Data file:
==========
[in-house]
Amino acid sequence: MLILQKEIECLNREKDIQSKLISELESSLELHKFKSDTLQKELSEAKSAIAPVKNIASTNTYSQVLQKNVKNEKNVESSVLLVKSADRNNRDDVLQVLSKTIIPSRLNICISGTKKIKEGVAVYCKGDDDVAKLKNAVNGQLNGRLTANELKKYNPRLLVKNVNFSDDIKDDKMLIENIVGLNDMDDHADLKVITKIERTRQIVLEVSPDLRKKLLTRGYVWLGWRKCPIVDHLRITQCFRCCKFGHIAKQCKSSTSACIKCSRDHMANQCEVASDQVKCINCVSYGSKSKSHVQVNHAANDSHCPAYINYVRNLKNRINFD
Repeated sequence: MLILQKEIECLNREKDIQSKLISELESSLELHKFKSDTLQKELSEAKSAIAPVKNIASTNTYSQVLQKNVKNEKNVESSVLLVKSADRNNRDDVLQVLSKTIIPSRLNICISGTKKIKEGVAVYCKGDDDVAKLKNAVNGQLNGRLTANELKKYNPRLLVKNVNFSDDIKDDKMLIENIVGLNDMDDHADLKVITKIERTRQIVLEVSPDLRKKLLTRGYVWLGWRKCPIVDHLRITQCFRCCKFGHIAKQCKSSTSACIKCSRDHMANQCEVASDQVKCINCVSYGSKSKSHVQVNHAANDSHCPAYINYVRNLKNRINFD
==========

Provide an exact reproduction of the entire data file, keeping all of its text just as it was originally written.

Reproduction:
[in-house]
Amino acid sequence: MLILQKEIECLNREKDIQSKLISELESSLELHKFKSDTLQKELSEAKSAIAPVKNIASTNTYSQVLQKNVKNEKNVESSVLLVKSADRNNRDDVLQVLSKTIIPSRLNICISGTKKIKEGVAVYCKGDDDVAKLKNAVNGQLNGRLTANELKKYNPRLLVKNVNFSDDIKDDKMLIENIVGLNDMDDHADLKVITKIERTRQIVLEVSPDLRKKLLTRGYVWLGWRKCPIVDHLRITQCFRCCKFGHIAKQCKSSTSACIKCSRDHMANQCEVASDQVKCINCVSYGSKSKSHVQVNHAANDSHCPAYINYVRNLKNRINFD
Repeated sequence: MLILQKEIECLNREKDIQSKLISELESSLELHKFKSDTLQKELSEAKSAIAPVKNIASTNTYSQVLQKNVKNEKNVESSVLLVKSADRNNRDDVLQVLSKTIIPSRLNICISGTKKIKEGVAVYCKGDDDVAKLKNAVNGQLNGRLTANELKKYNPRLLVKNVNFSDDIKDDKMLIENIVGLNDMDDHADLKVITKIERTRQIVLEVSPDLRKKLLTRGYVWLGWRKCPIVDHLRITQCFRCCKFGHIAKQCKSSTSACIKCSRDHMANQCEVASDQVKCINCVSYGSKSKSHVQVNHAANDSHCPAYINYVRNLKNRINFD